it occurred to me that the point of this whole movement is to snap people out of their doldrums and make them aware that others in society are suffering.....and hopefully instill the need to care deeply about people. you have met action with intention and have done exactly that - taking the movement to a whole new level.

there is something so straightforward yet divinely powerful in what you are doing for these folks, rob. i am deeply moved by it.

Rosaria Williams said...

This is wonderful community, Bear. It restores our faith in humans.

ReformingGeek said...

That's impressive, Rob-Bear. I love it when people can work together to accomplish something!

Wait. Is the park free of bears?

Rob-bear said...

® BF: Thanks for your kindness.

® Lydia: Latest development — got a call from the police. They wanted to know what's up. We've invited the Inspector (Captain) to have a chat with us tomorrow night. I have a "not good" feeling about this.
Thanks for the response.

® Elizabeth: Most of us are about one disaster away from being homeless. Not a happy thought.
Thanks for your observation.

Rob-bear said...

® Kristy: Some days things present themselves, and one has to do the best one can.

® Better is Possible: Thanks. I firmly believe that better is possible. Getting from "possible" to "actual" can be a bit challenging. We're still working on it.

® Corgi: Thanks for your support, and for sharing your story.
We don't win them all, but we try every time.

Rob-bear said...

® Amanda: Yes, we're trying to do some good "educational" work here, Amanda. Not sure what success we will have.
One thought, though. We're not doing anything "for" anyone; we're doing it "with" them. Profound difference of thinking, for me.

® Rosaria: If we all do what we can, things may get better, and sometimes they even do.

® Reforming Geek: People, if they want to, can find ways of working together. And great thing can happen.

Amanda Summer said...

thanks for setting me straight on the 'with' and not 'for' aspect of what you are doing. profound difference indeed and it should be noted.

i will be following how things develop between your group and the police with great interest. the fact that they asked you what will you be doing about the folks sleeping in the park is quite unexpected right off the bat. i don't think police around here would ask us anything - they would just step in and take matters into their own hands. keep us posted r-bear as things get curioser and curioser.

Rob-bear said...

® Amanda: As I mentioned, this is all very Canadian of them. And immensely practical, considering their position. Why engage in nasty stuff when we, together, can work out a solution which truly serves all.
But it has to work towards everyone's benefit before there will be any happy action, at least on our part.

Snowbrush said...

I look forward to your next installment.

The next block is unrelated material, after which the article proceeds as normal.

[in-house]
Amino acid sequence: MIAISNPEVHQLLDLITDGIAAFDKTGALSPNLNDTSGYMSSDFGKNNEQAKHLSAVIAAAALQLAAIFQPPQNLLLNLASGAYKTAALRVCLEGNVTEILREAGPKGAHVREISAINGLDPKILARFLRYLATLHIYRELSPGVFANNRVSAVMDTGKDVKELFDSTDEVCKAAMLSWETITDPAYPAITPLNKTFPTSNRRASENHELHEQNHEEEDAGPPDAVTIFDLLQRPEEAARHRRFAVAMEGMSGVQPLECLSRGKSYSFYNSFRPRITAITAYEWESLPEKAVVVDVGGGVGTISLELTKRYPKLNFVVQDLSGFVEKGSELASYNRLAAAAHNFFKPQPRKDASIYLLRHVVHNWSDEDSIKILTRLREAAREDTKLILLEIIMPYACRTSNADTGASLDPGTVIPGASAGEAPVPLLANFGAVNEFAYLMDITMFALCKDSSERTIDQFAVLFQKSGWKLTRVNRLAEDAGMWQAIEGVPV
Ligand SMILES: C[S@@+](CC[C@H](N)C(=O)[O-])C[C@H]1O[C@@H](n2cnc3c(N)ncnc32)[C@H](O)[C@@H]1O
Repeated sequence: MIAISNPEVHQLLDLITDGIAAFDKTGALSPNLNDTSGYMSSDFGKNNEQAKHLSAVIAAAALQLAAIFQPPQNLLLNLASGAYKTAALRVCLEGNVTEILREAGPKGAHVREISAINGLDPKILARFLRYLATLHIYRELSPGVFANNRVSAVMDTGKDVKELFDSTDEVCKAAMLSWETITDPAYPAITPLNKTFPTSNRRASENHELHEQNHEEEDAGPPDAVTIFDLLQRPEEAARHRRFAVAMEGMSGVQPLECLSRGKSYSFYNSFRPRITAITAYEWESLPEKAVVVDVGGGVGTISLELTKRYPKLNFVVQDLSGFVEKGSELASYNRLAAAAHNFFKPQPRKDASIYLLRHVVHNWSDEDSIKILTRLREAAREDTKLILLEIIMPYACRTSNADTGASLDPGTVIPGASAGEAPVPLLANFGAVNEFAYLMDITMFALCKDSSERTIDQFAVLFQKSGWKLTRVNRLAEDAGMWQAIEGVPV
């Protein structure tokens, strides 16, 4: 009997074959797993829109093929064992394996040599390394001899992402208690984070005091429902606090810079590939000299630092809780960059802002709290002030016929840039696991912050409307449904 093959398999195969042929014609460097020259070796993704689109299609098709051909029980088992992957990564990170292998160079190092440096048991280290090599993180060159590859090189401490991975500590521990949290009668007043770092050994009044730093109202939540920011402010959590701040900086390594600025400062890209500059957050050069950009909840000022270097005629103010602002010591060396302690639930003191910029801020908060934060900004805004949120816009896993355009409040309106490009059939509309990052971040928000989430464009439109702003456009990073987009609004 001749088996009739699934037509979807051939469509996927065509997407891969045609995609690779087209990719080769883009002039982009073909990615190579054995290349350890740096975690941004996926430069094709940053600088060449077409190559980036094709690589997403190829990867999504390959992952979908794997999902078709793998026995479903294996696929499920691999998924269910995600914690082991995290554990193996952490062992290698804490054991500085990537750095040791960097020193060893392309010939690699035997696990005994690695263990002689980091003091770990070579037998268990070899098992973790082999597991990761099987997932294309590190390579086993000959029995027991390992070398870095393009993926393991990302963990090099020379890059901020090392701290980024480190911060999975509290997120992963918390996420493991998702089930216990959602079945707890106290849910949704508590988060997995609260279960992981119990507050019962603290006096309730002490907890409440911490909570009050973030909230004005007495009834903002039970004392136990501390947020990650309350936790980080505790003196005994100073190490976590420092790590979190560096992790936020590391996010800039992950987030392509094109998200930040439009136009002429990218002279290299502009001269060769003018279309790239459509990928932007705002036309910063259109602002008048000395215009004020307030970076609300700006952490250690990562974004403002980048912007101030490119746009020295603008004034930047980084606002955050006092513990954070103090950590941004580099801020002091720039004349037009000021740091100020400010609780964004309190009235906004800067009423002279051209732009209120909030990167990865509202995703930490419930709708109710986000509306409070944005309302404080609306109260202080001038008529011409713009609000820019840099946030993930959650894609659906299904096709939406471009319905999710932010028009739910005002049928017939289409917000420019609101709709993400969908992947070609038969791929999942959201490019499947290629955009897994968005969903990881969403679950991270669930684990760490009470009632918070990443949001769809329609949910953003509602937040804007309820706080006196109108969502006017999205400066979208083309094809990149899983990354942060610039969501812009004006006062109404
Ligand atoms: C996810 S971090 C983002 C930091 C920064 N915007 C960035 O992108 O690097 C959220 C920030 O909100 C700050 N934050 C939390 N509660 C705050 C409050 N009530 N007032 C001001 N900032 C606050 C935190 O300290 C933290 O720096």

Nancy said...

This is absolutely amazing. The care and consideration of the homeless people by those involved in the protest is what this whole thing is all about. Wow. I am so impressed.

Exmoorjane said...

How would it feel not to have a home? No omphalos, no centre to our world? Good on you, Bear... xxxx

Golden Eagle said...

Do keep us posted!

I hope things with the police didn't work out too badly . . .

Diana said...

I think it's wonderful what everyone did Bear. Even if it's just a start. I hope something productive comes from the meeting. Love Di ♥

About Last Weekend said...

Wow, I really admire you for getting so very involved. it's not just a couple of days thing for you but a real commitment - good on you. Will be interested to see how your meeting goes.

Rubye Jack said...

At first it seemed such a simple solution to such a complicated problem. It just seems to me that with people not having homes and sleeping outside in the cold that there would be more mercy for them.

You've been doing such a right-on job Bear!!!

Lins' lleisio said...

True community spirit... you give me hope for the human race. Blessings.

Susie - Walking Butterfly said...

That is a beautiful thing to read Bear. I hope the police and your group can find a way that works for everyone.

Rob-bear said...

Hi, friends. I'm sorry I'm so late in responding to my correspondence. I've been a bit occupied, so to speak.

® Snowbrush: I hope the instalments have been interesting. Thanks for your interest.

® Nancy: Thanks very much. The interesting thing is that once we started doing things, it seemed so natural.

® Exmoor Jane: Thanks. Yes, hard to envision being without a home.

Rob-bear said...

® Golden Eagle: Thanks. As long as we keep talking about what's going on, we seem to be making progress.

® Diana: Thanks. As Yogi said, "It ain't over til it's over," and this is a long way from being over.

® About Last Weekend: Thanks, Jody. We keep working on it.

® Rubeye Jack: Thanks. It is simple, but it is deceivingly complex in its simplicity. (Sorry to confuse you.)

Rob-bear said...

® Lins' lleisio: Thanks Lindsay. We keep trying, without being too trying.

® Recovering Church Lady: Thanks Ms. Susie. We get by with a little help from our friends — even the police.